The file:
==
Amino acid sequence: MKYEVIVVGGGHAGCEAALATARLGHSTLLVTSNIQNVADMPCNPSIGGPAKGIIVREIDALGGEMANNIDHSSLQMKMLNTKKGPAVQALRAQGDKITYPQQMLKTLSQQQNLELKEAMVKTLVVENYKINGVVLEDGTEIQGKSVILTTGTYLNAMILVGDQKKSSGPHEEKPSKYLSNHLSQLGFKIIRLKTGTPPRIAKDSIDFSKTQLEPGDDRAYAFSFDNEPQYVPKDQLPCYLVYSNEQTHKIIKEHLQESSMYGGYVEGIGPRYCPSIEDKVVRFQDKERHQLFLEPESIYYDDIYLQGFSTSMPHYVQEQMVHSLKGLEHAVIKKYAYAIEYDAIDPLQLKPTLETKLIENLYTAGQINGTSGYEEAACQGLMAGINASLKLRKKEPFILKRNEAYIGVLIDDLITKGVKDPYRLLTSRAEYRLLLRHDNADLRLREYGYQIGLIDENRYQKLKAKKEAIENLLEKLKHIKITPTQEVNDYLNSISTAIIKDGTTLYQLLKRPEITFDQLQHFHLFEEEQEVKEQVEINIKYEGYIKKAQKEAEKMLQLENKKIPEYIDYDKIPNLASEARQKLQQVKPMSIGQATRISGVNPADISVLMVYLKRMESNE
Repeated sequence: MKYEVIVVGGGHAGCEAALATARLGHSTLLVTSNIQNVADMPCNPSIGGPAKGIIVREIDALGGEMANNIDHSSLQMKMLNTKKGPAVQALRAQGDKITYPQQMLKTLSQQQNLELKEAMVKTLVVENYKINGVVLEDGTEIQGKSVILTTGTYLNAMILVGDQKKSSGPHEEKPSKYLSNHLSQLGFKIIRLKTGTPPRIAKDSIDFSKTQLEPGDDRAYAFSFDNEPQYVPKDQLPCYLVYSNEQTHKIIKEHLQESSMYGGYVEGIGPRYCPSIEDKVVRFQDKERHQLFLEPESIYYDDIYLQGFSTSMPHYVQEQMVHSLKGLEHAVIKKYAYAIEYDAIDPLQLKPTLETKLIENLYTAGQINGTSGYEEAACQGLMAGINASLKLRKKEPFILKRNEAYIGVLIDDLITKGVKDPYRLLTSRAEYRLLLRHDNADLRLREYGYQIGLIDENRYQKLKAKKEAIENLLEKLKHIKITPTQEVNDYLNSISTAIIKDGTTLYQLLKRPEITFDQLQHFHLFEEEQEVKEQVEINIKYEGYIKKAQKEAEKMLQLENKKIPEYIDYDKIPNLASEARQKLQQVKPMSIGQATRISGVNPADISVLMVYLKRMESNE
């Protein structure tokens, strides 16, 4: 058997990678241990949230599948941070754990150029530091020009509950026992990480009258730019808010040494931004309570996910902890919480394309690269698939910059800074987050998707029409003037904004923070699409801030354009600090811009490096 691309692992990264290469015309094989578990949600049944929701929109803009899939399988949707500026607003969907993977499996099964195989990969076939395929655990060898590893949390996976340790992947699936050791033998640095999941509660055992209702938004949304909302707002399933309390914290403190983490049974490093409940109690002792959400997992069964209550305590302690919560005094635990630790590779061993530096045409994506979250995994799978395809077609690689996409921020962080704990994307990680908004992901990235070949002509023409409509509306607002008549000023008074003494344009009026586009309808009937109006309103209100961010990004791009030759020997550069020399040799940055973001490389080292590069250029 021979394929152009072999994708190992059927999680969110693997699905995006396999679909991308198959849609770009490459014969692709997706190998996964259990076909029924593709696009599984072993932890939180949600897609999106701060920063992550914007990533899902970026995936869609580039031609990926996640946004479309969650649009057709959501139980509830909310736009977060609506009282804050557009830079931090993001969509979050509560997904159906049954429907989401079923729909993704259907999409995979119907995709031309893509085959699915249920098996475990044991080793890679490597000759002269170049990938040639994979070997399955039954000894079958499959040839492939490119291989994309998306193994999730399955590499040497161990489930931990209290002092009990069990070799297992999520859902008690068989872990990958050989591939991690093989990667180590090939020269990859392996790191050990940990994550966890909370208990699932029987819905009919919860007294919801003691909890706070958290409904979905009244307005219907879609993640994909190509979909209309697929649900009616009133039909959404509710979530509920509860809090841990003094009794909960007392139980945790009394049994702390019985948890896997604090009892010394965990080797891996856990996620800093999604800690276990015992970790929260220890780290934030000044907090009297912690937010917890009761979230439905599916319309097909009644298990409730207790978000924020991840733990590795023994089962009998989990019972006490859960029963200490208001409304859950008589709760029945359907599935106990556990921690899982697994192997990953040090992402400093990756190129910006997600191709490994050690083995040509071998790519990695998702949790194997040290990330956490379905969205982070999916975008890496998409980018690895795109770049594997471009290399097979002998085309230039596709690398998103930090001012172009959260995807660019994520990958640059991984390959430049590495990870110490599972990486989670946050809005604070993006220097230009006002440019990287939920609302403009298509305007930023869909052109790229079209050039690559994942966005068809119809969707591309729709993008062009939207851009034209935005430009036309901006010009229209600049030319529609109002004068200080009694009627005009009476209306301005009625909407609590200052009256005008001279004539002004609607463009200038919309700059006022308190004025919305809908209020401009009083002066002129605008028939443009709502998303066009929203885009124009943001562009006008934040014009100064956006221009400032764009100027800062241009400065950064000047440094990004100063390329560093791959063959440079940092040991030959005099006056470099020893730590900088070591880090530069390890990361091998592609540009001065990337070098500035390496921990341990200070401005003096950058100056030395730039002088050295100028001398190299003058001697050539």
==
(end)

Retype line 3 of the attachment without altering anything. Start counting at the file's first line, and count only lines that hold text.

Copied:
């Protein structure tokens, strides 16, 4: 058997990678241990949230599948941070754990150029530091020009509950026992990480009258730019808010040494931004309570996910902890919480394309690269698939910059800074987050998707029409003037904004923070699409801030354009600090811009490096 691309692992990264290469015309094989578990949600049944929701929109803009899939399988949707500026607003969907993977499996099964195989990969076939395929655990060898590893949390996976340790992947699936050791033998640095999941509660055992209702938004949304909302707002399933309390914290403190983490049974490093409940109690002792959400997992069964209550305590302690919560005094635990630790590779061993530096045409994506979250995994799978395809077609690689996409921020962080704990994307990680908004992901990235070949002509023409409509509306607002008549000023008074003494344009009026586009309808009937109006309103209100961010990004791009030759020997550069020399040799940055973001490389080292590069250029 021979394929152009072999994708190992059927999680969110693997699905995006396999679909991308198959849609770009490459014969692709997706190998996964259990076909029924593709696009599984072993932890939180949600897609999106701060920063992550914007990533899902970026995936869609580039031609990926996640946004479309969650649009057709959501139980509830909310736009977060609506009282804050557009830079931090993001969509979050509560997904159906049954429907989401079923729909993704259907999409995979119907995709031309893509085959699915249920098996475990044991080793890679490597000759002269170049990938040639994979070997399955039954000894079958499959040839492939490119291989994309998306193994999730399955590499040497161990489930931990209290002092009990069990070799297992999520859902008690068989872990990958050989591939991690093989990667180590090939020269990859392996790191050990940990994550966890909370208990699932029987819905009919919860007294919801003691909890706070958290409904979905009244307005219907879609993640994909190509979909209309697929649900009616009133039909959404509710979530509920509860809090841990003094009794909960007392139980945790009394049994702390019985948890896997604090009892010394965990080797891996856990996620800093999604800690276990015992970790929260220890780290934030000044907090009297912690937010917890009761979230439905599916319309097909009644298990409730207790978000924020991840733990590795023994089962009998989990019972006490859960029963200490208001409304859950008589709760029945359907599935106990556990921690899982697994192997990953040090992402400093990756190129910006997600191709490994050690083995040509071998790519990695998702949790194997040290990330956490379905969205982070999916975008890496998409980018690895795109770049594997471009290399097979002998085309230039596709690398998103930090001012172009959260995807660019994520990958640059991984390959430049590495990870110490599972990486989670946050809005604070993006220097230009006002440019990287939920609302403009298509305007930023869909052109790229079209050039690559994942966005068809119809969707591309729709993008062009939207851009034209935005430009036309901006010009229209600049030319529609109002004068200080009694009627005009009476209306301005009625909407609590200052009256005008001279004539002004609607463009200038919309700059006022308190004025919305809908209020401009009083002066002129605008028939443009709502998303066009929203885009124009943001562009006008934040014009100064956006221009400032764009100027800062241009400065950064000047440094990004100063390329560093791959063959440079940092040991030959005099006056470099020893730590900088070591880090530069390890990361091998592609540009001065990337070098500035390496921990341990200070401005003096950058100056030395730039002088050295100028001398190299003058001697050539």